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Stuff for the Teen Age, NYC Neighborhoods

Exploring a Kingsbridge Connection in Central Park


Several months ago, I learned that there was a plaque in Central Park indicating that the old Kingsbridge Road had once run through that area. Up until that moment, the only current Kingsbridge markers I knew about were in the Bronx, like Kingsbridge Terrace, Kingsbridge Road, the Kingsbridge neighborhood, and of course the Kingsbridge Library. So I decided to investigate, and that led to a long and bizarre adventure that didn’t end exactly the way I planned.

First things first. That plaque? I knew that it existed because I saw it as a Pokestop while I was riding on the express bus past Central Park. Finding points of interest represented by Pokestops isn’t an exact science—many times the object is no longer at that location, or maybe it was never at that precise spot to begin with. Still, I thought that it was definitely worth trying to find it.

Old Kingsbridge Road plaque

According to the map, the plaque seemed to be located somewhere behind the Conservatory Garden, and that happens to be one of my favorite locations in Central Park. Since I had one day left of my vacation, I decided that I’d spend the morning visiting the park so that I could take some pictures of the plaque and the surrounding area to share through our social media. Since my Teen Advisory Group has suggested numerous times that one of the ways we could improve our library’s social media feeds would be to include more videos, my photography idea started to evolve. I decided that not only would I walk through the gardens, find the plaque, and take pictures of it, but I would also shoot a time-lapse video of a walk through the garden, weaving along the paths, looking at all the flowers and the fountains, and finally ending at the Old Kingsbridge Road plaque.

I left my apartment packing only the essentials, since I was going to be walking for a while. I packed my iPhone and took an extra charger. And I brought an extra shopping bag in case I decided to do some fancy food shopping on the Upper East Side on my way home. I headed to the park, and just as I walked through the garden gates I felt a couple of drops of rain. Which was odd, because I’d checked the weather forecast before I left home and no rain was predicted, which is why I hadn’t packed my umbrella. So I walked over to take shelter under some trees and waited for the rain to pass.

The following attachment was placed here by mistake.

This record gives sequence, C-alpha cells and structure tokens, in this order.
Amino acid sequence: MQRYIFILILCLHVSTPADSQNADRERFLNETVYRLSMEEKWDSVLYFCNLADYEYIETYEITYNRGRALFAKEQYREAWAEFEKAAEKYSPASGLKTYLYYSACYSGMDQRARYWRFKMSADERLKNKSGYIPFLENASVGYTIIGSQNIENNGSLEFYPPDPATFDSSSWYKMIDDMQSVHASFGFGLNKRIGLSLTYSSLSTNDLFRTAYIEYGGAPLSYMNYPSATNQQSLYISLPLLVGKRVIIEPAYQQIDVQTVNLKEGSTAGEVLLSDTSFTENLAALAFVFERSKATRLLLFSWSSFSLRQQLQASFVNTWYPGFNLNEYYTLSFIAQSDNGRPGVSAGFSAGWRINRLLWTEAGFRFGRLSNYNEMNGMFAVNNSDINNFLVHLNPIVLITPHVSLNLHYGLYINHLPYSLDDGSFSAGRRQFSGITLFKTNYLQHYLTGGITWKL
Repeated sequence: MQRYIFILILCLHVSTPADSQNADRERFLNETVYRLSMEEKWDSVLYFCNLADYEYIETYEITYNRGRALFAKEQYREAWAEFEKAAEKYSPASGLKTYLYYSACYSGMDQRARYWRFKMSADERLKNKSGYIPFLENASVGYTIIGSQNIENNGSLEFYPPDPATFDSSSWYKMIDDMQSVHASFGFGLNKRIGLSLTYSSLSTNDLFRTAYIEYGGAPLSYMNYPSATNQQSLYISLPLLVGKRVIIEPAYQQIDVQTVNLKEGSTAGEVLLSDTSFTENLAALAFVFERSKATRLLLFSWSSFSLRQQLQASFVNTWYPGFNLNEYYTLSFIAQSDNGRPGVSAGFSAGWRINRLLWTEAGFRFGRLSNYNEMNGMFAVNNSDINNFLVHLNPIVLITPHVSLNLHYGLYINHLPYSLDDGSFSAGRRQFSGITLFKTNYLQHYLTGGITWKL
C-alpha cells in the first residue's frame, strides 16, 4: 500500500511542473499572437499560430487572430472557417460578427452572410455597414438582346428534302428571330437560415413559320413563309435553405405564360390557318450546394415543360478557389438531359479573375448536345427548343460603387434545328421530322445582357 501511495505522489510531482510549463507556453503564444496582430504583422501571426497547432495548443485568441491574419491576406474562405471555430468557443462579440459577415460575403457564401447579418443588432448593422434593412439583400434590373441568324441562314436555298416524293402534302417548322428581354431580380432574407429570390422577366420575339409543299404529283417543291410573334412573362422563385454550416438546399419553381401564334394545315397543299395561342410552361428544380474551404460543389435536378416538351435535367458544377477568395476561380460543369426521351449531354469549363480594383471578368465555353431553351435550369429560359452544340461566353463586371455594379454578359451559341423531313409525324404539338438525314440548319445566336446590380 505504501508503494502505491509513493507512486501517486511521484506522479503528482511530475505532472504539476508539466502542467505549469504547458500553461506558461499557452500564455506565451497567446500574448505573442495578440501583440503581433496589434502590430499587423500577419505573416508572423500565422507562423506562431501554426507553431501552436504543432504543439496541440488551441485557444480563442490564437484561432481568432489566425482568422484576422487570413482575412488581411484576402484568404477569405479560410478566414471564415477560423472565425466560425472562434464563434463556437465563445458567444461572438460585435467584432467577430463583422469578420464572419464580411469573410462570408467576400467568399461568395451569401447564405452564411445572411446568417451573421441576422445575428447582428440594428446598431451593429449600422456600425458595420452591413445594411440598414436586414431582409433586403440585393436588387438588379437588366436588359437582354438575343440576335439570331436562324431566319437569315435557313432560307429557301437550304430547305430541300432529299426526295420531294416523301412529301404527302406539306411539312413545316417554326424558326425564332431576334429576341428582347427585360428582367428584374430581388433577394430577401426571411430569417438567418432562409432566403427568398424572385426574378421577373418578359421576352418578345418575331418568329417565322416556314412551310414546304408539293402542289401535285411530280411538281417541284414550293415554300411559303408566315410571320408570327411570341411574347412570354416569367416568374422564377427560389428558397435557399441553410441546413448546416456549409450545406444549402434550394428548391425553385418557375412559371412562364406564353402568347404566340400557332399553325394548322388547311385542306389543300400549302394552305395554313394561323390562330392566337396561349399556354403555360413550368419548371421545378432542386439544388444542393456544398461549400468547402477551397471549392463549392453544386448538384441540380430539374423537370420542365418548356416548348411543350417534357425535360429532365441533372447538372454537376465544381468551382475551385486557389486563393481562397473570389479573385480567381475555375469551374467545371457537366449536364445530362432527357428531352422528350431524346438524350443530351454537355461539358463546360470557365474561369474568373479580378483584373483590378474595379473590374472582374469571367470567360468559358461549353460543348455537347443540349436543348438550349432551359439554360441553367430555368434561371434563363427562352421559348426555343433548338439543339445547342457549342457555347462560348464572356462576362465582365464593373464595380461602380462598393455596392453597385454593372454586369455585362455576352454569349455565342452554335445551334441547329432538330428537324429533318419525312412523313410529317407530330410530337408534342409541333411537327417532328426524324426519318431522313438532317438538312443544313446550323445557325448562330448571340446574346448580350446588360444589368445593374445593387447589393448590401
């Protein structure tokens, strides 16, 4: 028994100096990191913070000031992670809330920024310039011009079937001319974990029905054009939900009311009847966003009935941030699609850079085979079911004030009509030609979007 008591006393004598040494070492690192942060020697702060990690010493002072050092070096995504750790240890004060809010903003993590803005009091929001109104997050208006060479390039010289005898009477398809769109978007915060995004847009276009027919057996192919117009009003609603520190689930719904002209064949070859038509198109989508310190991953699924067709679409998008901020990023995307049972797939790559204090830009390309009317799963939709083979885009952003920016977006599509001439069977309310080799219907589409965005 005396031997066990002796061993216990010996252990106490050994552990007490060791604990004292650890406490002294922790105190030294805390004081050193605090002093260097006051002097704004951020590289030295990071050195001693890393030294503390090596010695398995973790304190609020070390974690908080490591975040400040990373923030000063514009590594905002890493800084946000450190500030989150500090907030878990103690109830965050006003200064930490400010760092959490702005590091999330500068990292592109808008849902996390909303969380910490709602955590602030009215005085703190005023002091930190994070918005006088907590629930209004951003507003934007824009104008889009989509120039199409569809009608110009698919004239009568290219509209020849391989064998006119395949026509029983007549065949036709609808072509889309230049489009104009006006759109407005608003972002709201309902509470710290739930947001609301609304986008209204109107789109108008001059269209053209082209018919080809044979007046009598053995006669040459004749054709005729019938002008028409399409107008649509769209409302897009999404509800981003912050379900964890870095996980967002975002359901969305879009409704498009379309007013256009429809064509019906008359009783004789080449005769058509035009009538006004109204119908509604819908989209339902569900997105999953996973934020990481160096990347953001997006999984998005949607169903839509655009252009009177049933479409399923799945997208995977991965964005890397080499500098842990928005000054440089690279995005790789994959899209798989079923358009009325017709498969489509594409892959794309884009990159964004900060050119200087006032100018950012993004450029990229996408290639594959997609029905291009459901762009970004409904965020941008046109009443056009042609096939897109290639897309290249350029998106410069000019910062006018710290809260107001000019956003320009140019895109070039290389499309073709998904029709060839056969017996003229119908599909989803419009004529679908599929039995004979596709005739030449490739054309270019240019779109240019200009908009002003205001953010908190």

Long story short: over an hour later, the rain STILL had not stopped. I discovered that none of the shelter available in the Conservatory Garden was truly waterproof, and that a shopping bag doesn’t work quite as well as an umbrella. I was absolutely soaked down to my bones, I was so waterlogged that my iPhone wouldn’t recognize my thumbprint anymore, and I STILL hadn’t found the plaque. Although that’s not for lack of trying.

First I’ll tell you what I did and didn’t find on that terribly rainy day, and then I’ll tell you what I discovered during some armchair exploring afterwards.

During my wet and miserable walk I discovered a plaque about Mount Saint Vincent and a “Before There Was a Park” sign which both explained part of the Kingsbridge Road connection:

Mount Saint Vincent plaque

Before There Was a Park

But for the life of me I could not find the “Old Kingsbridge Road” plaque that started this wild goose chase, even though the Pokemon Go GPS indicated that I was RIGHT THERE:

Pokemon Map